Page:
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Adirondack Explorer

Tuesday, October 22, 2013

DEC Seeks Comments on Fire Tower Historic Areas


The New York State Department of Environmental Conservation (DEC) has released the draft unit management plans (UMPs) for the Hurricane Mountain Fire Tower Historic Area and the Saint Regis Mountain Fire Tower Historic Area.  The UMPs contain management proposals for the fire observation towers located on the summit of Hurricane Mountain in the Town of Keene, Essex County, and the summit of Saint Regis Mountain in the Town of Santa Clara, Franklin County. The Hurricane Mountain fire tower was discontinued for use as a fire observation station in 1979, and the Saint Regis Mountain fire tower was shut down in >>More


Monday, October 21, 2013

Fulton Chain History: The Pickle Boats


During the first half of the 20th century,  campers along the Fulton Chain welcomed the whistle of the steamer “Mohawk”, signaled to the pilot and knew that their meat and grocery provisions would soon be replenished by the Marks & Wilcox “floating supermarket”, known as the “Pickle Boat”.  Today few people realize this name was borrowed from an earlier steamer built by Fred Kirch in Inlet.  There were also other supply boats. At an “Old Timers’ Banquet” held at Louis Sperry’s Riverside Inn in July 1934, pioneer guides and businessmen with names like Thistlethwaite, Sperry, Parsons, Rivett and Christy spoke >>More


Monday, October 21, 2013

Adirondack Moose and Winter Ticks


Last week, an article appeared in the Science Section of the New York Times exploring the decline in the moose population in many sections of North America. While several potential causes for this widespread die-off were cited, much attention was given to the role of the winter tick in impacting the health and well being of this large, hoofed mammal. As a rule, ticks are not considered to be a serious problem in the Adirondacks, especially in the more mountainous areas of the Park. However, the thought of a devastating tick infestation developing across our region is unsettling to outdoor >>More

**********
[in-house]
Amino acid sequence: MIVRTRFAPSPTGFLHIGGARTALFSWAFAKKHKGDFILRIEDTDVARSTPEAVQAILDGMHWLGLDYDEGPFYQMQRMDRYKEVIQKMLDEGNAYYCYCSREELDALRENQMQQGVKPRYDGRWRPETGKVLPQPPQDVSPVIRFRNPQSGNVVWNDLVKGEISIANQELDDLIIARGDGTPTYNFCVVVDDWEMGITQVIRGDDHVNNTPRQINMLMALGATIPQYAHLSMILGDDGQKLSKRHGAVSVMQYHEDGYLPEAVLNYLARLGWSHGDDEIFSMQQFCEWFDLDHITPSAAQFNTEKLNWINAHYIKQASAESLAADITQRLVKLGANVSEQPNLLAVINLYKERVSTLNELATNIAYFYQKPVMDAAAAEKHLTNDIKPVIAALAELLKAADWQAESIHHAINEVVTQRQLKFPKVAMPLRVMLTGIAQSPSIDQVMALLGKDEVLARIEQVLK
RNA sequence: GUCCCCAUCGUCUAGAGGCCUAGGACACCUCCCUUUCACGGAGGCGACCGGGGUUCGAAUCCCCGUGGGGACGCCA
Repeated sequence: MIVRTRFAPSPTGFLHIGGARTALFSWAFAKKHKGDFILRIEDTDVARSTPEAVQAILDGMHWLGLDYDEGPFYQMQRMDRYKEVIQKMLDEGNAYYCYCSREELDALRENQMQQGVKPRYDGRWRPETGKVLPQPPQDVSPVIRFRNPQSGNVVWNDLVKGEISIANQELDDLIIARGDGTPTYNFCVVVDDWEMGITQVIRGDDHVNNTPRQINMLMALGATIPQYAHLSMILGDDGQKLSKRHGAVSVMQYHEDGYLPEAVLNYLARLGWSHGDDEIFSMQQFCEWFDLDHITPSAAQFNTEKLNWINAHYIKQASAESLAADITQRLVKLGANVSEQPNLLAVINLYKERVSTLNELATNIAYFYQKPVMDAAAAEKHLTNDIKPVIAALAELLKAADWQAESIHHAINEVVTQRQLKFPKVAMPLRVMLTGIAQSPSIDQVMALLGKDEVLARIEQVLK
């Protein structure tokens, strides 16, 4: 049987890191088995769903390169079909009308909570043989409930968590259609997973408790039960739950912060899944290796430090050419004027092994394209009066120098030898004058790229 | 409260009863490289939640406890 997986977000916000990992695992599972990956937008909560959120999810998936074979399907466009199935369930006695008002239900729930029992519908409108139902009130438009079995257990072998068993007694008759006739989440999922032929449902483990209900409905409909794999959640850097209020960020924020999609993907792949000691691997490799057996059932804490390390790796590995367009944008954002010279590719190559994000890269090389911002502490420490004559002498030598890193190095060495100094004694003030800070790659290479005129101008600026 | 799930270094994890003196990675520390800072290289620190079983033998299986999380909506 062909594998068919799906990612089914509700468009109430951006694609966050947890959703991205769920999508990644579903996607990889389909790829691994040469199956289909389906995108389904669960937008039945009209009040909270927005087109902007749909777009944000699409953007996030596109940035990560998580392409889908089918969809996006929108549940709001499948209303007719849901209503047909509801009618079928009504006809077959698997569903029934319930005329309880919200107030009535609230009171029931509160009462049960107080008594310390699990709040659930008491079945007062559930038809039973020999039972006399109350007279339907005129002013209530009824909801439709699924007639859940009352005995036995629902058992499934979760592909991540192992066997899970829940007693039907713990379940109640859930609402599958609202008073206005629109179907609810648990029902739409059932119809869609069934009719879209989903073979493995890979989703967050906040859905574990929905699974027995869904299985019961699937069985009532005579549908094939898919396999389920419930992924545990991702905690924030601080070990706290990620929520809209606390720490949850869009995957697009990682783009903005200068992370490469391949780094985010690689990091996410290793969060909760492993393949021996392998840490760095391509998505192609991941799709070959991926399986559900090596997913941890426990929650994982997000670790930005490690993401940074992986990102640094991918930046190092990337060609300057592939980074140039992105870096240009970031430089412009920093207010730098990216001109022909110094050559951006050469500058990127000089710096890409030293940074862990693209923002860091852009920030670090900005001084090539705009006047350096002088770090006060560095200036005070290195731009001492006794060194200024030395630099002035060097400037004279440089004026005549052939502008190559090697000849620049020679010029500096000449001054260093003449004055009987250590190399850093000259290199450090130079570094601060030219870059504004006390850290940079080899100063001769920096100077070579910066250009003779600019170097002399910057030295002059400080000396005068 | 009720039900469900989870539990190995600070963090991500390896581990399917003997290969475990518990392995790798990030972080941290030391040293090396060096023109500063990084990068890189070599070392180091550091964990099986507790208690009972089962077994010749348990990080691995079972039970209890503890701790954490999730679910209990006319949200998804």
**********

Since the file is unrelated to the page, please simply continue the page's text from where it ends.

Monday, October 21, 2013

Adirondack Council Releases “State of the Park” Report


Many of the Adirondack Park’s environmental organizations and local governments stopped fighting one another and worked together in this year on issues of common concern, advancing agreements that better protect the park’s environment while also encouraging community development, according to the Adirondack Council’s 2013 State of the Park Report. State of the Park is a 20-page, illustrated review of more than 100 actions taken by local, state and federal government officials, briefly explaining from the perspective of the Adirondack Council what they did to help or hurt the ecology and economy of the Adirondack Park over the past 12 months.  >>More


Monday, October 21, 2013

Political History: Northern NY’s Native Son Bill Bray


Bill Bray’s rise to power in New York State politics was an impressive feat. From a poor farm life within a few miles of the Canadian border, he worked hard at becoming a successful attorney. By the age of 39, he was chairman of the state’s Democratic Party and a close confidant of Governor Franklin Roosevelt. Bray was running the show and FDR was a happy man, reaping the benefits of Bray’s solid connections in upstate New York. Ironically, his following across central and northern New York is what eventually drove a wedge between Bray and the governor, souring their >>More